In recent years, observers have noticed that articles for which an APC has been paid are not always made freely available. How pervasive is this problem? A Scholarly Kitchen reader investigates.
A video highlighting the work of Alfred Wegener, an outsider to the world of geology, who discovered continental drift.
Charlie Rapple highlights the case of Diego Gómez, a Columbian researcher facing prison for sharing someone else’s thesis via Scribd. The case was brought by the thesis’ author, but publishers’ policies may partly be responsible.
Algorithms behave in ways even their creators can’t understand, yet they dominate how we share and see information. Do we need a “Three Laws for Algorithms”?
Intellectual property is arguably the most important and least clearly understood concept in the world SK readers live and work in. Siva Vaidhyanathan’s new book is an important introduction to IP’s development and discontents.
Many of the finest scholarly publications can boast of exemplary editorial programs, but the advent of Gold Open Access, especially when mandated by funding agencies, may make this kind of editorial activity a thing of the past.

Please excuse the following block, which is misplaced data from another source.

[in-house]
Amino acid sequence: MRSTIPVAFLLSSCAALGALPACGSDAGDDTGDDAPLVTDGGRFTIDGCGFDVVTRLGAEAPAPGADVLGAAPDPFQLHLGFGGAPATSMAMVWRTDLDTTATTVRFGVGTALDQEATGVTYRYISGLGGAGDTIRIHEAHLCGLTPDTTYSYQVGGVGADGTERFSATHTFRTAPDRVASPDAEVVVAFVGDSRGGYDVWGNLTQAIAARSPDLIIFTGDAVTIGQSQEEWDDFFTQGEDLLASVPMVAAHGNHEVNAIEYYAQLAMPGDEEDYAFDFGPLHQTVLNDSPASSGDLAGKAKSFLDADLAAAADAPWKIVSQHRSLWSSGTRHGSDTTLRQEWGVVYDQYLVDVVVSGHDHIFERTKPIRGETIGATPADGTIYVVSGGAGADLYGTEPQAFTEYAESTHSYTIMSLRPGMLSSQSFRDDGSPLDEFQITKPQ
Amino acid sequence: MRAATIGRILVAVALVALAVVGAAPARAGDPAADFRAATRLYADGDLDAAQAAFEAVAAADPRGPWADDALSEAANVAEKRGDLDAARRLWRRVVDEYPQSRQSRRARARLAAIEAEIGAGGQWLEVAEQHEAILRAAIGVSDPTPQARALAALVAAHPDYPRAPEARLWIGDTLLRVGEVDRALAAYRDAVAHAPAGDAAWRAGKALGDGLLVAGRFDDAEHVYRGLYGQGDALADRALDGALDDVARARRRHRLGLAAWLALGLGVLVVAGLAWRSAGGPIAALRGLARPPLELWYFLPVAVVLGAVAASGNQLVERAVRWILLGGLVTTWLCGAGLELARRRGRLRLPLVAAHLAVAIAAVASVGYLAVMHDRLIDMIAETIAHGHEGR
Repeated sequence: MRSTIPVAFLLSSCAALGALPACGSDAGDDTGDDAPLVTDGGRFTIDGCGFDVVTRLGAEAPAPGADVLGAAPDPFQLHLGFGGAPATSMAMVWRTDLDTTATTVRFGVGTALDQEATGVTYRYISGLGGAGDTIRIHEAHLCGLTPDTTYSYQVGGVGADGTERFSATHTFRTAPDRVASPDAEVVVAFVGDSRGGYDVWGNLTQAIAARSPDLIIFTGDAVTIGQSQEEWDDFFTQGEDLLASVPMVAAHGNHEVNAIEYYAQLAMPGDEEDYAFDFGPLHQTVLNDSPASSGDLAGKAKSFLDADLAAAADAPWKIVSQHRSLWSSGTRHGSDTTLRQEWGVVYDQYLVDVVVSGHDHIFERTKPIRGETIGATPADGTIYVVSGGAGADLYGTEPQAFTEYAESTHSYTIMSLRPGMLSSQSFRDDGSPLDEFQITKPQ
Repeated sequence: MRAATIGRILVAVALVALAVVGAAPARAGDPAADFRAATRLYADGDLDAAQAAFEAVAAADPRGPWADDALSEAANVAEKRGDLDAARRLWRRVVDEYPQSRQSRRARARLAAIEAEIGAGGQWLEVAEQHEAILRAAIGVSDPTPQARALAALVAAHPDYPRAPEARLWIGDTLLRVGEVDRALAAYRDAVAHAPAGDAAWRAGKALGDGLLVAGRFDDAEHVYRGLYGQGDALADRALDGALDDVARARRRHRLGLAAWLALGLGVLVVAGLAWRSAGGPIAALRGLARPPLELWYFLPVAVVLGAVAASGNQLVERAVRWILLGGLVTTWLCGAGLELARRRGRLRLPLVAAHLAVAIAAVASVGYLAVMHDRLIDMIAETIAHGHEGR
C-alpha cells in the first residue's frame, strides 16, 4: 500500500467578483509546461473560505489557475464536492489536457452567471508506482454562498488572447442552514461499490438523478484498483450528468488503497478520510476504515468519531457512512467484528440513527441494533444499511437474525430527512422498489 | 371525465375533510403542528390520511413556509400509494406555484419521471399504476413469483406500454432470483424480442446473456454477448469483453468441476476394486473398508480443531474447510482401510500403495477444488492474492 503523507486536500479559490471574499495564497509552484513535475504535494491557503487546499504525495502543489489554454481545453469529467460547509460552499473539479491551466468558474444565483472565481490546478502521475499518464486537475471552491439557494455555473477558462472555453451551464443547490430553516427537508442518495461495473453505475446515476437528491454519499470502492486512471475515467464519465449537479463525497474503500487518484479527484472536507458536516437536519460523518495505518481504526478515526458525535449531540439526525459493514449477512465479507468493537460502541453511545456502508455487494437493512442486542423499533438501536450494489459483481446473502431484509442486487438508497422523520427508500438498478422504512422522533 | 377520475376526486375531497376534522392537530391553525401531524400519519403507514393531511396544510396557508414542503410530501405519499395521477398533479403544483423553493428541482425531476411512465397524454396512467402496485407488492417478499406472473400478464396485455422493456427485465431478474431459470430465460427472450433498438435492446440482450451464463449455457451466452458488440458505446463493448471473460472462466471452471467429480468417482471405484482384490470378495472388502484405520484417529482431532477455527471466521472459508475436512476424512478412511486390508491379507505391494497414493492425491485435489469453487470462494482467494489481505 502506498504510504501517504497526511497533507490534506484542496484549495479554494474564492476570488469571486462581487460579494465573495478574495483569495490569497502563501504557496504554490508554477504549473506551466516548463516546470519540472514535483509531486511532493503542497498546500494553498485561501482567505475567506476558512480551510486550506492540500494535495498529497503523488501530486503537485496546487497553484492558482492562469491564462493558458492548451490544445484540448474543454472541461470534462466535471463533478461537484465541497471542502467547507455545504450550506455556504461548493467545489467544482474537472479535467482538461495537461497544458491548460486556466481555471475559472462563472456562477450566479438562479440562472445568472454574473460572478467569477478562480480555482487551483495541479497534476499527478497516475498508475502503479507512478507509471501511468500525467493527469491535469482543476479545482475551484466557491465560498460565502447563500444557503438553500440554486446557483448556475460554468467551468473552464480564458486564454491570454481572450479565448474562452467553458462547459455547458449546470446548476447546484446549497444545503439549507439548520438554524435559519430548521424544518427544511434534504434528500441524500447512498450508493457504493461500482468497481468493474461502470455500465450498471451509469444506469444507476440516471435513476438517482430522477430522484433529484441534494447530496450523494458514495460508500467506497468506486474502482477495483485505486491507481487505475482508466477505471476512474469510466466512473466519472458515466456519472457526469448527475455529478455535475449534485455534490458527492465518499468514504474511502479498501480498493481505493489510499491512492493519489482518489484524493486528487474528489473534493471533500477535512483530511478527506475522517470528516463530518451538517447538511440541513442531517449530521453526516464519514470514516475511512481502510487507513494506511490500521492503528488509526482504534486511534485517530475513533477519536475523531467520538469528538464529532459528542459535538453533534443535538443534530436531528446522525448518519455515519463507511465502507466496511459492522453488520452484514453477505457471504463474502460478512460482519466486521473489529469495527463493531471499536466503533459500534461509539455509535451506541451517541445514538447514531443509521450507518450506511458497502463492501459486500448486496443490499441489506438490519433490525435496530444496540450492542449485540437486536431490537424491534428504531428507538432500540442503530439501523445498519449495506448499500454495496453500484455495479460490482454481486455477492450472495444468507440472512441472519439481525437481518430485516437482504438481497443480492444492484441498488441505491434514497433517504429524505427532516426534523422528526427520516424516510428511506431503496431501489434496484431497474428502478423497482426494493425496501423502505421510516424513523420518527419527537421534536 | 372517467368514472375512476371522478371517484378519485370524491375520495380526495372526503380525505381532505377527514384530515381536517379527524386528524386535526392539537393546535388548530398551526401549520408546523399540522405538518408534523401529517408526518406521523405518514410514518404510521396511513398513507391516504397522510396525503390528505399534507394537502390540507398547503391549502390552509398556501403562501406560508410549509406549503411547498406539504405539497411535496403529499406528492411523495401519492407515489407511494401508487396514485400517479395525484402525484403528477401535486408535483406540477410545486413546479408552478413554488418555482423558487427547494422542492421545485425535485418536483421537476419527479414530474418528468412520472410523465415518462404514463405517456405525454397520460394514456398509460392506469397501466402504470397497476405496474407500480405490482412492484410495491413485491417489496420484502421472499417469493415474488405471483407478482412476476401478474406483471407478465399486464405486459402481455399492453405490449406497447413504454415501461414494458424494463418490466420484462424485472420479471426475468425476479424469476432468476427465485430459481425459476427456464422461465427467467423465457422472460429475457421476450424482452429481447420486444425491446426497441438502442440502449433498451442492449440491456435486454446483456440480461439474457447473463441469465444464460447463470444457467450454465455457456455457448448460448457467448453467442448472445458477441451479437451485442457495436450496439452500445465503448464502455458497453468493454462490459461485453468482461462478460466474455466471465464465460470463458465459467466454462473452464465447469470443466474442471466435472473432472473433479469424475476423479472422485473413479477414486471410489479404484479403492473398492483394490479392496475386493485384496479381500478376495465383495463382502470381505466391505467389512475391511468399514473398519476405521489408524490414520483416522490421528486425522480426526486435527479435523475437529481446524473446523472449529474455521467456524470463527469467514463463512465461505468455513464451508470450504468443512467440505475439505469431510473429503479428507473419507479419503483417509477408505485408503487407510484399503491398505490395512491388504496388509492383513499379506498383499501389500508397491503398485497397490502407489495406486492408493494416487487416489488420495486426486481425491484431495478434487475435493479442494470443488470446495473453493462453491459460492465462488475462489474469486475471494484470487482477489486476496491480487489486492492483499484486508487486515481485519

Science’s historical progress can’t be assumed. It has to be reclaimed, re-established. That’s more difficult in a fragmented information space geared for extremism.
An overview of recent events and the current state of preprints in the scholarly communications landscape.
It may seem as if it would be difficult to defend or justify a blatant piracy operation like Sci-Hub. But it can be done, if you’re willing to overlook certain facts and advance certain tenuous moral arguments.
A new survey provides an updated view of how and why researchers are using scholarly collaboration networks. Charlie Rapple shares key findings.
The open access megajournal is a proven success, but its future may lie in the hands of commercial entities.
Revisiting Joe Esposito’s 2011 post to think about why commercial publishers continue to dominate the landscape.
Most journals have adopted rapid publication processes, but with the rise of preprint servers and new trends among readers, maybe they can return to a slower, more considered pace.
In every publishing organization you need a rebel. Robert Harington talks with Peter Krautzberger, project lead for MathJax and rebel, about his views on Web publishing, ebooks and mathematics.
This is a presentation on consolidation in scholarly communications. It provides a primer on how companies look at acquisitions, how they are financed, and why they are likely to continue. The presentation also touches on start-ups and venture capital.